International Journal of Human-Computer Studies. 01/2006;
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    Nicola Cranley
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    ABSTRACT: There is an increasing demand for streaming video applications over both the fixed Internet and wireless IP networks. The fluctuating bandwidth and time-varying delays of best-effort networks makes providing good quality streaming a challenge. Many adaptive video delivery mechanisms have been proposed over recent years; however, most do not explicitly consider user-perceived quality when making adaptations, nor do they define what quality is. This chapter describes research that proposes that an optimal adaptation trajectory through the set of possible encodings exists, and indicates how to adapt transmission in response to changes in network conditions in order to maximize user-perceived quality.
    01/2006;
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    Nicola Cranley, Philip Perry, Liam Murphy
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    ABSTRACT: Most adaptive delivery mechanisms for streaming multimedia content do not explicitly consider user-perceived quality when making adaptations. We propose that an op- timal adaptation trajectory through the set of possible encodings exists and that it indicates how to adapt encoding quality in response to changes in network conditions to maximize user-perceived quality. Such an optimum adapta- tion trajectory can be used with any transmission adaptation policy. We describe the subjective tests we carried out to find such trajectories for a number of different MPEG-4 video clips and indicate how this knowledge could be used in the operation of a practical system.
    Multimedia Systems 08/2005; 10:392-401. · 0.60 Impact Factor
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    N. Cranley, M. Davis
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    ABSTRACT: Video streaming has a large impact on the resource requirements of the WLAN. However, there are many variables involved in video streaming, such as the video content being streamed, how the video is encoded and how it is sent. This makes the role of radio resource management extremely difficult. In this paper we investigate the effect that video encoding configurations has on the network resource requirements for unicast video streaming in a WLAN environment. We compare the network resource requirements of several content types encoded at various encoding configurations with varying I-frame frequencies, target encoding bit rates and hint track settings. We present two key findings. We show that by halving the hint track MTU values, the access requirements of the WLAN are increased by 20%. Furthermore, we show how the I-frame frequency of the encoded file relates to the resource requirements of the WLAN.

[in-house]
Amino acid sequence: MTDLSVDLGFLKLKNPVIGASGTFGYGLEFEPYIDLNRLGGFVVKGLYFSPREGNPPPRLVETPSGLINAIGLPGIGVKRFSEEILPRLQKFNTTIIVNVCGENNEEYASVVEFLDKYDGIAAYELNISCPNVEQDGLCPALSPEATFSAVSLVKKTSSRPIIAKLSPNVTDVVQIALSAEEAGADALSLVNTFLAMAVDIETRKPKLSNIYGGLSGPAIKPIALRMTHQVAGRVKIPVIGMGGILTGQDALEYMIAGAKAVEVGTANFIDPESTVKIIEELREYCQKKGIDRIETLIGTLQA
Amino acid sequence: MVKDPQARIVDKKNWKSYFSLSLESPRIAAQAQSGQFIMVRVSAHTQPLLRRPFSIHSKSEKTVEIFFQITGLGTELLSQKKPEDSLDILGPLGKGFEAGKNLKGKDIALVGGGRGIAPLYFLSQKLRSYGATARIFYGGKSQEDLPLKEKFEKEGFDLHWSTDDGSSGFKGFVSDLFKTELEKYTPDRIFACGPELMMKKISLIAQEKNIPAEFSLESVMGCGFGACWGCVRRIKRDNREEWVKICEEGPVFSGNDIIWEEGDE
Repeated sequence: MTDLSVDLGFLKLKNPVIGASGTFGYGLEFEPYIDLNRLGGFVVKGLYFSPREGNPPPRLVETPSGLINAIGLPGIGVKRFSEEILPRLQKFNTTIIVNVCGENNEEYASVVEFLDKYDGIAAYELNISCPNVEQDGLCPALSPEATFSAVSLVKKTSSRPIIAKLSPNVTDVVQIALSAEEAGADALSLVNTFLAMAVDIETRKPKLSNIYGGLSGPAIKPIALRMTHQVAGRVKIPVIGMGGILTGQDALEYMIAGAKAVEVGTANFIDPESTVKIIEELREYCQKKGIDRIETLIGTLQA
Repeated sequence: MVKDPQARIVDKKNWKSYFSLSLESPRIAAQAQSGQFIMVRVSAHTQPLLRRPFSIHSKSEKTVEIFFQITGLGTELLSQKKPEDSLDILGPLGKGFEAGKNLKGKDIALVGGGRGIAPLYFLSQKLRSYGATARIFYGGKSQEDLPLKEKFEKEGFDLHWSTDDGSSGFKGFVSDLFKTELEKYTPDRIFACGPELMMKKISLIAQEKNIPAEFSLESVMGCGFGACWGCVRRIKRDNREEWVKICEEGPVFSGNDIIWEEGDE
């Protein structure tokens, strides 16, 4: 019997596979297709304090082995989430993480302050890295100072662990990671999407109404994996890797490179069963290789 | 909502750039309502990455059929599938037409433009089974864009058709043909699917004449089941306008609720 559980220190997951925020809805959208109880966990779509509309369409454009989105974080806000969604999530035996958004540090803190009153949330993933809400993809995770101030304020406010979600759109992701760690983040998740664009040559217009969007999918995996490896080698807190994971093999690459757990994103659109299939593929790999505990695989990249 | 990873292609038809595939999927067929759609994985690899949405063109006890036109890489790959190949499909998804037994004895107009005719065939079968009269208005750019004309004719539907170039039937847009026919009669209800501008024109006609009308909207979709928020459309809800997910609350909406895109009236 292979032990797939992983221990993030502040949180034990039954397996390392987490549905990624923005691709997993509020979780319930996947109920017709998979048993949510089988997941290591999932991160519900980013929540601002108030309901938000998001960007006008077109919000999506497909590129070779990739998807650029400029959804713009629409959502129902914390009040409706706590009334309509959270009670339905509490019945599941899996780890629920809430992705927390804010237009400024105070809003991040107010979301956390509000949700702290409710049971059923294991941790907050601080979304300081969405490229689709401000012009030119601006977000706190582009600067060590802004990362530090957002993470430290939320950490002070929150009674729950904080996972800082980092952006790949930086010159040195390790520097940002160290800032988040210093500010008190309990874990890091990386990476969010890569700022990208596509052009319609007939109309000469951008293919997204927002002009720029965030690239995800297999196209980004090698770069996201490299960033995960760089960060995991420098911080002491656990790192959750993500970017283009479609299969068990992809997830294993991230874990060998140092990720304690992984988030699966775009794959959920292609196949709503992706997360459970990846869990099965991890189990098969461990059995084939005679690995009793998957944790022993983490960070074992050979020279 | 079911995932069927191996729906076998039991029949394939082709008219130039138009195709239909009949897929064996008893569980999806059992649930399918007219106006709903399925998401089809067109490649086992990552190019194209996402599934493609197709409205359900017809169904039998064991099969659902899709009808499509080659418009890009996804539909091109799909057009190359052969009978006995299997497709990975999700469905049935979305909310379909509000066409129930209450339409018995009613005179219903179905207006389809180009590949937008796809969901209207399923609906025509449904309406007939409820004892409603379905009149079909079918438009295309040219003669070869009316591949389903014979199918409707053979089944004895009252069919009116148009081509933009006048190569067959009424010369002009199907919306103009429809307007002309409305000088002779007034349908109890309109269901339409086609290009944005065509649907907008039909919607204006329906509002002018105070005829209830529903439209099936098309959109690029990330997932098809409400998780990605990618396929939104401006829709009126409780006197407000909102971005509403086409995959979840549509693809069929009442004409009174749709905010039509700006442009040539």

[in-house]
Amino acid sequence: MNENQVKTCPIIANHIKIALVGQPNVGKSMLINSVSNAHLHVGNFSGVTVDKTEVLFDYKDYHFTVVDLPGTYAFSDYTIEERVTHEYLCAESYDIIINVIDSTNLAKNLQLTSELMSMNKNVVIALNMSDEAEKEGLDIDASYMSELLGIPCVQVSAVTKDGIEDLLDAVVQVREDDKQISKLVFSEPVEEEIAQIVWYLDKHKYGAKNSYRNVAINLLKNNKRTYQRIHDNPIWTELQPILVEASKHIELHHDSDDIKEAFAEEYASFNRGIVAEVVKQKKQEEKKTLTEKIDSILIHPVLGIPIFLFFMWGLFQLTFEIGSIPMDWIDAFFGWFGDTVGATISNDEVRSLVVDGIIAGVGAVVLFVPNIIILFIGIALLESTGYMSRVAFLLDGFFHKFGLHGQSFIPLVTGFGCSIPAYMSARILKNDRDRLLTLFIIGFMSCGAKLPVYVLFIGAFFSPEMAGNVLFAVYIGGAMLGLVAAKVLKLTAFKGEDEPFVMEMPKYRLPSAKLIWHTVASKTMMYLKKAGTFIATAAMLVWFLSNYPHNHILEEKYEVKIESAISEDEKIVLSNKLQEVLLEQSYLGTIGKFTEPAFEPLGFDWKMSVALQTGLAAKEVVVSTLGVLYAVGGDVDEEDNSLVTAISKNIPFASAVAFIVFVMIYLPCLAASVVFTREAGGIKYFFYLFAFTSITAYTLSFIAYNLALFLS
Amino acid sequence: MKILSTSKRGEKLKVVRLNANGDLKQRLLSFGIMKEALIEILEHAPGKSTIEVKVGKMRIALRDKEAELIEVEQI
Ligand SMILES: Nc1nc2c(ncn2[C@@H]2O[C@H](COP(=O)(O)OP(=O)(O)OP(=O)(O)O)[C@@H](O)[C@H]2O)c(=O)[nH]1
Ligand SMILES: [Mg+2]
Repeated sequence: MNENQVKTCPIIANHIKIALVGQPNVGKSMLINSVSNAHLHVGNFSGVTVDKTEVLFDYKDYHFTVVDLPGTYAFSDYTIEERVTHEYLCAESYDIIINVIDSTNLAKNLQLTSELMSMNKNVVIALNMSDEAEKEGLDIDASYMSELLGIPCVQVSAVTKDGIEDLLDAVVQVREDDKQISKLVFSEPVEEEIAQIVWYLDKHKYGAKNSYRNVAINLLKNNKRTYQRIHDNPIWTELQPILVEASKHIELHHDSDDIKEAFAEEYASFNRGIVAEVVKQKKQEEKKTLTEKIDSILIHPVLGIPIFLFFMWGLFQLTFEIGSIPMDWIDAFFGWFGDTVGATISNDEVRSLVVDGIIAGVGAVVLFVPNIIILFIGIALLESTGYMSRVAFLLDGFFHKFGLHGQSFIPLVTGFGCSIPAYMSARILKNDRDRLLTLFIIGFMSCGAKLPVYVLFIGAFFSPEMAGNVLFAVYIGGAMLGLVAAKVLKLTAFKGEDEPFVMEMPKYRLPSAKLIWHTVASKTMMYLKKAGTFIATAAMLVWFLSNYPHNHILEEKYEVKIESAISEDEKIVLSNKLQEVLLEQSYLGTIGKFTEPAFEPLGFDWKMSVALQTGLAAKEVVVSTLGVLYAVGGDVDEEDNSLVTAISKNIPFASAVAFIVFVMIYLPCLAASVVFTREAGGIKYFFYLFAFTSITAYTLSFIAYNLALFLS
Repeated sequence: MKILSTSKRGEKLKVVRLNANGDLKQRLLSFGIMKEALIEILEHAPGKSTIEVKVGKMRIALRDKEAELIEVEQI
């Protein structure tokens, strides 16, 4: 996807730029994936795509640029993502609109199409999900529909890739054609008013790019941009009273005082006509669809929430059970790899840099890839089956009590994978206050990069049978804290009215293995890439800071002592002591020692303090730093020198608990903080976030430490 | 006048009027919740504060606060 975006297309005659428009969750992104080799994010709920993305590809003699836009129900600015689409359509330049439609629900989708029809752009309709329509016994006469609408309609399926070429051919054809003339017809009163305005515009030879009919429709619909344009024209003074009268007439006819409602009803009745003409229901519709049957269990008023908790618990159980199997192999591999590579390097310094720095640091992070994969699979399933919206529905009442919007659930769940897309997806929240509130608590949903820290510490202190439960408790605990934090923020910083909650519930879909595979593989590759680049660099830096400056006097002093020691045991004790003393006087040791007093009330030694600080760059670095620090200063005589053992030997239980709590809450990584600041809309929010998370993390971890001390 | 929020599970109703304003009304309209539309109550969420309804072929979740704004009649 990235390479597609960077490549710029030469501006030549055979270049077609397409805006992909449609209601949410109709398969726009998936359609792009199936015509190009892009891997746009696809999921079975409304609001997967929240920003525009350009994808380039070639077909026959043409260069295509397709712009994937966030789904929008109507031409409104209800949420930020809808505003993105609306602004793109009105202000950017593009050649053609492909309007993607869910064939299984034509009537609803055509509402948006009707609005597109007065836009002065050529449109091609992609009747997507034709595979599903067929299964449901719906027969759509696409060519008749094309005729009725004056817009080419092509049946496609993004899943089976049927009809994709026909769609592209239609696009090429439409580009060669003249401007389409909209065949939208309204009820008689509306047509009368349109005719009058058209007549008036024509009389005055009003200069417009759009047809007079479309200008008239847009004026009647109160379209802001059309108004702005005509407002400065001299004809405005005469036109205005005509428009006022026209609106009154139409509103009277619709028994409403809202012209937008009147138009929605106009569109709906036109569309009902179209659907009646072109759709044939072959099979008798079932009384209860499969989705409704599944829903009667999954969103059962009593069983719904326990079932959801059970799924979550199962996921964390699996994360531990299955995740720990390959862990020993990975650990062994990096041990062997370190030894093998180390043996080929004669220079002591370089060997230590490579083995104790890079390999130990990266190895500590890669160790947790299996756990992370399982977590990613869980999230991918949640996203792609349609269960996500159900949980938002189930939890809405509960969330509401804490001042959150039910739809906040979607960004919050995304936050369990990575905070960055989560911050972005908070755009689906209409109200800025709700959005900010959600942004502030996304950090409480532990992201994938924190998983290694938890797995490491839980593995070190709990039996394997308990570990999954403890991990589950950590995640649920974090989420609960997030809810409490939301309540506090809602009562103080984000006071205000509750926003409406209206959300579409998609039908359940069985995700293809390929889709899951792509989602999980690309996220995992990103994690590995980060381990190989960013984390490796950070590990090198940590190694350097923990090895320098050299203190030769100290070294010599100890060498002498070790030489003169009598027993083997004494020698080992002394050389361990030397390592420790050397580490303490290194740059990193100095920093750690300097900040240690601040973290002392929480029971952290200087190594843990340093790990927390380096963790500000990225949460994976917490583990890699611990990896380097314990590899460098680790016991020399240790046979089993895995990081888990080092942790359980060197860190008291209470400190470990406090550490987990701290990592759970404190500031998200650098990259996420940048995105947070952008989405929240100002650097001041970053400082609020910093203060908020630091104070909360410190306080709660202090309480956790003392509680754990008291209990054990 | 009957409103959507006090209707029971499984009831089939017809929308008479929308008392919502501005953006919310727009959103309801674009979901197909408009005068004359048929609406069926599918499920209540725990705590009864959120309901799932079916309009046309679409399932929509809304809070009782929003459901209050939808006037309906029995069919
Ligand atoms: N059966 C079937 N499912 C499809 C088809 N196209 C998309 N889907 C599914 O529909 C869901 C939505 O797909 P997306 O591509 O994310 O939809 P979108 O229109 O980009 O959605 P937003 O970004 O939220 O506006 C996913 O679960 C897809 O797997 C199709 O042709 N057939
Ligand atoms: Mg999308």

Wireless Networks, Communications and Mobile Computing, 2005 International Conference on; 07/2005
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    Nicola Cranley, Mark Davis
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    ABSTRACT: There is an increasing demand for multimedia streaming applications over WLAN networks. MPEG-4 and H.264 are compression standards targeted at high-quality streamed multimedia services over wireless best-effort IP networks. However, the dynamic nature of wireless networks in terms of fluctuating bandwidth and time-varying delays makes it difficult to provide good quality streaming under such constraints. Multimedia streaming applications are a demanding and challenging service to deliver over wireless networks. There is a trade-off between the capacity of the wireless network and the quality of the multimedia streaming application. In this paper we investigate the effect the background traffic load has on unicast streaming video sessions. We show that above a certain load value, the video streaming session is slowly starved of bandwidth. The load value at which this occurs depends on the characteristics of the background traffic load in terms of packet rates and the number of sources contributing to the load.
    WMuNeP'05 - Proceedings of the First ACM Workshop on Wireless Multimedia Networking and Performance Modeling, Montreal, Quebec, Canada, October 13, 2005; 01/2005
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    N. Cranley, L. Murphy, P. Perry
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    ABSTRACT: Many adaptive delivery mechanisms have been devised for streaming multimedia over best-effort IP networks, such as the Internet. Most of these adaptive schemes do not consider the user's perception of quality when making adaptations. We describe a perceptual quality adaptation algorithm (PQA) and prototype system architecture that uses knowledge of user perceived quality to make adaptation decisions using an optimum adaptation trajectory. This optimum adaptation trajectory indicates how encoding quality should be adapted (upgraded/downgraded) with respect to user perceived quality in response to rapidly fluctuating network conditions. We present simulation results that demonstrate the behavior of a perceptual quality adaptation algorithm.
    Personal, Indoor and Mobile Radio Communications, 2004. PIMRC 2004. 15th IEEE International Symposium on; 10/2004
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    Nicola Cranley, Liam Murphy, Philip Perry
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    ABSTRACT: Most adaptive delivery mechanisms for streaming multimedia con- tent do not explicitly consider user-perceived quality when making adaptations. We show that an Optimal Adaptation Trajectory (OAT) through the set of pos- sible encodings exists, and that it indicates how to adapt encoding quality in re- sponse to changes in network conditions in order to maximize user-perceived quality. The OAT is related to the characteristics of the content, in terms of spa- tial and temporal complexity. We describe an objective method to automati- cally determine the OAT in response to the time-varying characteristics of the content. The OAT can be used with any transmission adaptation policy. We demonstrate content-based adaptation using the OAT in a practical system, and show how this form of adaptation can result in differing adaptation behaviour.